Born to Run by Bruce Springsteen:
The songs of Nebraska were written quickly, all rising from the same ground. Each song took maybe three or four takes to record. I was only making “demos.” “Highway Patrolman” and “State Trooper” were recorded only once each. “Mansion on the Hill” was first, “My Father’s House” last, with the song “Nebraska” serving as the record’s heart. I tapped into white gospel, early Appalachian music and the blues. The writing was in the details; the twising of a ring, the twirling of a baton, was where these songs found their character. As in The Night of the Hunter, I often wrote from a child’s point of view. “Mansion on the Hill,” “Used Cars” and “My Father’s House” were all stories that came out of my experience with my family.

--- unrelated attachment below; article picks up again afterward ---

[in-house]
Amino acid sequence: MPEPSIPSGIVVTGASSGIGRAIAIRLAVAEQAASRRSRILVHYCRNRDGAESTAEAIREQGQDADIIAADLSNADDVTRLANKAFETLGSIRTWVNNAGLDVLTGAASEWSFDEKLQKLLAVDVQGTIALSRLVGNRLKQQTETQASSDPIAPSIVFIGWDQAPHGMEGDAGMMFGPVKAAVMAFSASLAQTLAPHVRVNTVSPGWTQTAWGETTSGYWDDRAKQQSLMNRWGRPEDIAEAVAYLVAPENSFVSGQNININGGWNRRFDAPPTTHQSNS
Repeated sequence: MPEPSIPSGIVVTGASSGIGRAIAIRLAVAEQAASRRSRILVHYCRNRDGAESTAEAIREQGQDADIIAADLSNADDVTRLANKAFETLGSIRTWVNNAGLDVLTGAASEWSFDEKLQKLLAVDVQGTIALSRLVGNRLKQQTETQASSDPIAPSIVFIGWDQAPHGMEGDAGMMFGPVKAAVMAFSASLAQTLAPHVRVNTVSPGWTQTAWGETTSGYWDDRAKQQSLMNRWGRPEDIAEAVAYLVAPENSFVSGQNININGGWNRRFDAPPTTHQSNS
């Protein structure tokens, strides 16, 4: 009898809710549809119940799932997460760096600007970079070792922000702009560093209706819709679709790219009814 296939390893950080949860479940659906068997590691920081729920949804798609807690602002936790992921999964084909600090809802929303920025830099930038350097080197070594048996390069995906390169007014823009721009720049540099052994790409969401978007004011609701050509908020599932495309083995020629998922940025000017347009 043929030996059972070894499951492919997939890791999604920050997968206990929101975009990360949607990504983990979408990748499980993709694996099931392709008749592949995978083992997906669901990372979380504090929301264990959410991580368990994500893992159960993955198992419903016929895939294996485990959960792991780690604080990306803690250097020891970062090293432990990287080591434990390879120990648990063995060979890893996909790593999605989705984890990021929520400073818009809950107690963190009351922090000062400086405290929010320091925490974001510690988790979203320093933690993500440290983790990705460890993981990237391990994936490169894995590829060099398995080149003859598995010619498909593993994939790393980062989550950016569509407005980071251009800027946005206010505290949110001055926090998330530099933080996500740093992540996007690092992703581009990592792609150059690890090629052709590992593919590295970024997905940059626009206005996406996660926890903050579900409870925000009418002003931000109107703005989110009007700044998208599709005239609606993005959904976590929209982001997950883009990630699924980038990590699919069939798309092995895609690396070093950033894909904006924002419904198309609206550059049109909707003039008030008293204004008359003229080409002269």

I wanted black bedtime stories. I thought of the records of John Lee Hooker and Robert Johnson, music that sounded so good with the lights out. I wanted the listener to hear my characters think, to feel their thoughts, their choices. These songs were the opposite of the rock music I’d been writing. They were restrained, still on the surface, with a world of moral ambiguity and unease below. The tension running through the music’s core was the thin line between stability and that moment when the things that connect you to your world, your job, your family, your friends, the love and grace in your heart, fail you. I wanted the music to feel like a waking dream and to move like poetry. I wanted the blood in these songs to feel destined and fateful.